Other material facts are stated in the opinion.

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The Superior Court made an interlocutory decree overruling the plaintiff's exceptions to the master's report and ordering that it be confirmed, and later made a final decree refusing the relief prayed for against the defendant Sallinger. The plaintiff appealed from both decrees. C. W. Rowley, for the plaintiff.

A. K. Cohen, for the defendants.

HAMMOND, J. This was a bill brought by a pawnbroker against Sallinger, the owner of property which without his authority had been pawned to the plaintiff by Cormier, the other defendant. Apparently several other suits which had been brought by other pawnbrokers, against the same defendants, were all referred with this to the same master. We have to deal simply with the suit brought by the Collateral Loan Company, and mention the existence of the other suits merely that certain statements in extracts hereinafter taken from the master's report may be better understood. With this explanation we now proceed to the case before us.

1. The plaintiff contends that it acted in good faith and that it has a lien upon the articles in controversy. But this position is untenable. Sallinger never entrusted to Cormier the general power to sell or pawn any of these articles. He simply authorized Cormier to sell them each to a particular person, and there was nothing in any word or act of Sallinger, or in any previous dealing with the plaintiff, to indicate that Cormier was held out by Sallinger as having any other authority. Notwithstanding the acts of Cormier, therefore, the title to the goods remained in Sallinger and he is not estopped from maintaining his right.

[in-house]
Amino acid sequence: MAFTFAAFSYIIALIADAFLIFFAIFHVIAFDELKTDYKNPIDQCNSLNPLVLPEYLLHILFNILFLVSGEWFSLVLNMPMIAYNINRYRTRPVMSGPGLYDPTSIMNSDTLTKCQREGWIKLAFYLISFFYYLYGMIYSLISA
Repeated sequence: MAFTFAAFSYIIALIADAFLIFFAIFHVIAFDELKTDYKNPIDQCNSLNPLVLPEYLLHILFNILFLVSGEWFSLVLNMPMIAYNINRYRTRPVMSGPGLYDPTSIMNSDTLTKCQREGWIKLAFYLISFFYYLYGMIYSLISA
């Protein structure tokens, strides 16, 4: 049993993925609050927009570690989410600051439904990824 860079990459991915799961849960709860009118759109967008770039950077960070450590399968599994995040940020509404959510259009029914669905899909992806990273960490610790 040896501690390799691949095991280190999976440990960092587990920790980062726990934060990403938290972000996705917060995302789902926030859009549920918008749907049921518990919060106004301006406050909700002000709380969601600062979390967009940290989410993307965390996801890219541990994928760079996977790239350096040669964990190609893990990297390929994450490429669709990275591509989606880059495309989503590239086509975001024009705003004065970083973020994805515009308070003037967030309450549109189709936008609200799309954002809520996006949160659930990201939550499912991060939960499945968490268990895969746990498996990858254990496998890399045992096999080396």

2. It appeared that from time to time Cormier paid to Sallinger money which the latter credited upon some of the accounts; and it is strenuously insisted by the plaintiff that Sallinger ought not to be allowed to retain the plaintiff's money and also have the goods. As to this matter the master finds that after Sallinger had become aware of the frauds of Cormier the latter with his sister raised the sum of $245 by a mortgage upon their household furniture, and Cormier paid it to Sallinger's bookkeeper, "at the same time directing the bookkeeper to enter the sum so paid in various amounts, against the

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accounts corresponding to the various fictitious leases made by him. The bookkeeper carried out Cormier's directions and the money paid in was credited by him upon said accounts. Sallinger subsequently knew all and acquiesced in the entries so made by his bookkeeper, but he did so merely because such entries were convenient as a matter of bookkeeping and because he did not care how the entries were made so long as he got the money. I [the master] find that there was never any agreement between said Sallinger and Cormier, or between said Sallinger and any other person, by which he ratified all or any part of the acts of said Cormier in making said pledges or any of them."